8. Back up your data
Protect your valuable work, music, photos, and other digital information by making an electronic copy and storing it safely. If you have a copy of your data and your device falls victim to ransomware or other cyber threats, you will be able to restore the data from a backup. Use the 3-2-1 rule as a guide to backing up your data. The rule is: keep at least three (3) copies of your data, and store two (2) backup copies on different storage media, with one (1) of them located offsite.
9. Check your settings
Every time you sign up for a new account, download a new app, or get a new device, immediately configure the privacy and security settings to your comfort level for information sharing. Regularly check these settings to make sure they are still configured to your comfort.
10. Share with care
Think before posting about yourself and others online. Consider what a post reveals, who might see it, and how it might affect you or others. One popular trend on social media consists of answering a list of personal questions, such as the name of your first pet or the street you grew up on. Many of those are common security questions, and you’re unknowingly distributing those answers for hackers to view—and potentially gain access to your financial information.
Following the above steps is essential to keeping your personal and financial information secure. This is the first in a series of cybersecurity education posts meant to help you stay safe online. Over the next few months, we’ll share greater insight and tips on each of the topics mentioned above. In the meantime, we offer additional resources to brush up on your financial education, with ACHIEVE for consumers and small businesses. Click here to start learning today.
Celebrate National Financial Awareness Day
August 14th is National Financial Awareness Day—a day dedicated to preparing for your financial future and building financial stability. It’s crucial to take the time to review your finances because sound monetary decisions can make a huge impact in the long run. Try to complete one of the five items below so you can take control of your finances, and celebrate National Financial Awareness Day.
1. Check your savings
Take a look at your savings account—in the event of an emergency, do you have enough funds to get you through? If not, use today to set goals to ensure you’re saving for the future. Calculate your monthly expenses and develop a plan of action to ensure you have the recommended three to six months’ worth of savings. Don’t have a savings account? Georgia’s Own offers various savings accounts to safely store your money.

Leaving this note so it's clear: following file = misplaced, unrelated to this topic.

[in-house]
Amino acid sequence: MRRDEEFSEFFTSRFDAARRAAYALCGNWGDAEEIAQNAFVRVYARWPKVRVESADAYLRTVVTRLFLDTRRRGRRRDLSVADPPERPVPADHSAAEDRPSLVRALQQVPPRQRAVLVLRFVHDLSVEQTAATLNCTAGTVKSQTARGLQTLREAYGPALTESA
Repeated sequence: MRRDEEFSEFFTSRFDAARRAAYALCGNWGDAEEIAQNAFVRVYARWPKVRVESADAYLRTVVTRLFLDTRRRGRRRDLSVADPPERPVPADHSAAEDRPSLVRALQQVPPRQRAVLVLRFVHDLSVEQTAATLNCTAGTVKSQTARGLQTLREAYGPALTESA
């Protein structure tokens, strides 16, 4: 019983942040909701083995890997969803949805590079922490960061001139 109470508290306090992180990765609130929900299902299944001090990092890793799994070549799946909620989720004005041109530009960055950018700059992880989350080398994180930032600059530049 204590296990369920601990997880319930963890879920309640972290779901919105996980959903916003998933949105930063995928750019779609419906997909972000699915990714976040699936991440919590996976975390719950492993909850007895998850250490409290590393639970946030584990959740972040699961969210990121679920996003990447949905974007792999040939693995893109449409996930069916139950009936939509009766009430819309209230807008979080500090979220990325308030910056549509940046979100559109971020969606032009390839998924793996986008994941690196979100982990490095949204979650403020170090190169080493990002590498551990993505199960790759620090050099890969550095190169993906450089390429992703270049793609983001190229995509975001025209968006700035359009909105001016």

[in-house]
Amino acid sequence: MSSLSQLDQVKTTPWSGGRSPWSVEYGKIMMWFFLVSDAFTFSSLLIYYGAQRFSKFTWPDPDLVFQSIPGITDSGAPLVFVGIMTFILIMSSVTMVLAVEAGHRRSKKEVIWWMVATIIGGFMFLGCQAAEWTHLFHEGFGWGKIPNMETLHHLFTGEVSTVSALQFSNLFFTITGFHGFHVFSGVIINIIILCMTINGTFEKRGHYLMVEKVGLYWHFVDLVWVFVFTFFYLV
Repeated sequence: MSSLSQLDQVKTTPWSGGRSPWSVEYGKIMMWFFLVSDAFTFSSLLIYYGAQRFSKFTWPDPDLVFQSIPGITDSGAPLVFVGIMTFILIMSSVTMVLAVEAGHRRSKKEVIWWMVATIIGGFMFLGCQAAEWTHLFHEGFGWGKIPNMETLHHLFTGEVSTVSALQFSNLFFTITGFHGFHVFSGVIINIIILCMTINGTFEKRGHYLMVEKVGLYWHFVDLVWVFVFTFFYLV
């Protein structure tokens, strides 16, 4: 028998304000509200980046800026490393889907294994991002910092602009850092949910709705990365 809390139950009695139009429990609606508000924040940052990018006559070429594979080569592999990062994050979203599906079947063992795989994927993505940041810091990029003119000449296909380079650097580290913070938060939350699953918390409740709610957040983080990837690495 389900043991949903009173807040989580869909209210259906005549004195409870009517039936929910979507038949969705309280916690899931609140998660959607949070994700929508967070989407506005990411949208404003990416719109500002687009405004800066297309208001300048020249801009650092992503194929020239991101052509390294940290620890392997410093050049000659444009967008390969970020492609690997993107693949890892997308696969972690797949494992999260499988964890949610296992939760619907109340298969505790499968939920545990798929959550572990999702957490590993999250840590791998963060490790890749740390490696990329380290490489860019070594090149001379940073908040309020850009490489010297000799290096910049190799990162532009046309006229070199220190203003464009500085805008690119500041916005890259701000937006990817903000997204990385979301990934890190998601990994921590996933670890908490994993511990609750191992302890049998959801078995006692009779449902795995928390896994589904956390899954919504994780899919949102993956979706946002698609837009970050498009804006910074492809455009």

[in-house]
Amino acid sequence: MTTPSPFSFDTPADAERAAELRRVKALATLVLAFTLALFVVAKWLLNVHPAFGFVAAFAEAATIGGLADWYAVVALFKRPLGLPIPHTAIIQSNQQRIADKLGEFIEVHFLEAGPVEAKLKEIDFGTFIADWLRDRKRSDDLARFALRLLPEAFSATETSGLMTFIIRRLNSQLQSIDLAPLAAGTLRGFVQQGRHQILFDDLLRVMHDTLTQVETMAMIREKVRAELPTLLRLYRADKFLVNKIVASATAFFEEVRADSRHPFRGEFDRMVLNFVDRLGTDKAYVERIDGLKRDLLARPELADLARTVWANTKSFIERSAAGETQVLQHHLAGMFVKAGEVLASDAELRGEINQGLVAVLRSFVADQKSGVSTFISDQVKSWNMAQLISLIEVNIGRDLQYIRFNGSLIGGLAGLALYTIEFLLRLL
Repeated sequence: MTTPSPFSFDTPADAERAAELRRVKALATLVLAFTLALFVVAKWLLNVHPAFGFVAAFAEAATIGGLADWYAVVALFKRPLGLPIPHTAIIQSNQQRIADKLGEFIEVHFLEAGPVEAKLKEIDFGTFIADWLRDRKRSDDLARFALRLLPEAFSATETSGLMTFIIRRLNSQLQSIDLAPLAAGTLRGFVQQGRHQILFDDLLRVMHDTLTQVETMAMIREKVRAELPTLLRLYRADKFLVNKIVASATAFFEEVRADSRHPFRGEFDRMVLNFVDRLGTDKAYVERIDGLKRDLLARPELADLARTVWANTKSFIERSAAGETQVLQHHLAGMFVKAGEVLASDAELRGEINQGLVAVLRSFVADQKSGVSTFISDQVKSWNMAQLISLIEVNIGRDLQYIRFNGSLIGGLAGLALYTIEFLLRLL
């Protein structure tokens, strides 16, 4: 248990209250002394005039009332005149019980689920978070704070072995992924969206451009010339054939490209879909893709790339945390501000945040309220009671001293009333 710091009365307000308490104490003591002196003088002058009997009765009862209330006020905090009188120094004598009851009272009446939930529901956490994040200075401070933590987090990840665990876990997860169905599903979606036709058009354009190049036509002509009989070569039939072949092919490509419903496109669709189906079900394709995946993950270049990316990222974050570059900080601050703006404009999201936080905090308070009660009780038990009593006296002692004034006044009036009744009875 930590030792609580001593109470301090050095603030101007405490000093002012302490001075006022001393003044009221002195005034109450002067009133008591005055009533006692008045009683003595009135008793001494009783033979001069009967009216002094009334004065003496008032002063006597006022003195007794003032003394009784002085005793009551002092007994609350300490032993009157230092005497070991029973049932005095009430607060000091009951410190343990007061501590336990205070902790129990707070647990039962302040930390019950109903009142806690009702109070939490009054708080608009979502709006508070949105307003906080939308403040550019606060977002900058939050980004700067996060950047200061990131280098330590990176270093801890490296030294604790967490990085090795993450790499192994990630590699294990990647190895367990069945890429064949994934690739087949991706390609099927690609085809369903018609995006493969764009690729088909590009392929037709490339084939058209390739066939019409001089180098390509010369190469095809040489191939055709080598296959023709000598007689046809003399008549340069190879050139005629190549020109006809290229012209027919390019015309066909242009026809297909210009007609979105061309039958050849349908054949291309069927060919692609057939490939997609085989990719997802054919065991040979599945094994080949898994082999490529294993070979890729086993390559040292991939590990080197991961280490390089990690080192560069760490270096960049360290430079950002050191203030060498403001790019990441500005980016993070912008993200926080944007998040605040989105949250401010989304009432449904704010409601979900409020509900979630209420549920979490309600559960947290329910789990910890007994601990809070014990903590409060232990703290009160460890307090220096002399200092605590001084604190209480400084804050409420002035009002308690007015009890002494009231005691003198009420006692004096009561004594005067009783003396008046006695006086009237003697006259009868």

2. Reevaluate your budget
Have you found yourself not sticking to your budget lately? Take the time to reevaluate your spending and make changes where you see fit. Periodically reviewing your budget is a crucial step that is overlooked. Make it a habit to frequently assess your budget and see what should be adjusted.
3. Brush up on your financial literacy
Financial literacy is key to being confident in the monetary decisions you make, and it can be easy to forget the basics. Take the time today to brush up on your financial literacy. There are dozens of free tools to help, like ACHIEVE, a free financial literacy program from Georgia’s Own. ACHIEVE offers various topics and videos on essentials like owning a home, financial caregiving, planning for retirement, and more.
4. Take steps to improve your credit
Your credit score is a critical representation of your financial past, present, and future. You need good credit for just about anything, like owning a home, applying for an auto loan, or applying for a credit card—your credit score can even determine the price of your auto insurance. Look at your credit score and see where you can improve. If you don’t know your score, visit the federally authorized site annualcreditreport.com to receive a free copy of your credit report.
5. Get a head start on taxes
It’s never too early to get a head start on taxes. Begin gathering necessary documents, like receipts, expense records, and donations, then put them in an organized folder, so you have them prepared for when you’re ready to file. Preparing paperwork beforehand will save you time—and sanity—when tax season begins. If you want to take it a step further, you can even organize your tax records from the past few years, so you have those prepared if the IRS ever needs to conduct an audit.
We hope these tips help you take control over your financial future. Georgia’s Own is always available to help every day of the year—even when it’s not National Financial Awareness Day. Click here to find more resources to help you make smart money-related decisions.
What is an adjustable-rate mortgage?
There are dozens of factors to consider when buying a house, from your lifestyle and desired neighborhood to your home’s style and features. It also involves finding the right home that fits your budget—including your loan term, interest rate, and monthly payments. If you’re debating your mortgage options, consider if an adjustable-rate mortgage (ARM) works for you.
What is an adjustable-rate mortgage?
An adjustable-rate mortgage, sometimes called a variable-rate mortgage, is a home loan with an interest rate that fluctuates throughout the loan term based on the market. ARMs typically start with a lower interest rate compared to fixed-rate mortgages, making them perfect for borrowers looking for the lowest possible rate.
How does an ARM work?
Adjustable-rate mortgages have fluctuating interest rates. Depending on your lender and the ARM you choose, the rate will stay the same for a set period. The rate could stay the same for the first five months or five years—your monthly payment then fluctuates after the lock period. The lock period is the set time where borrowers lock in the typically low interest rate. Once that period ends, the rate resets to the prevailing interest rate.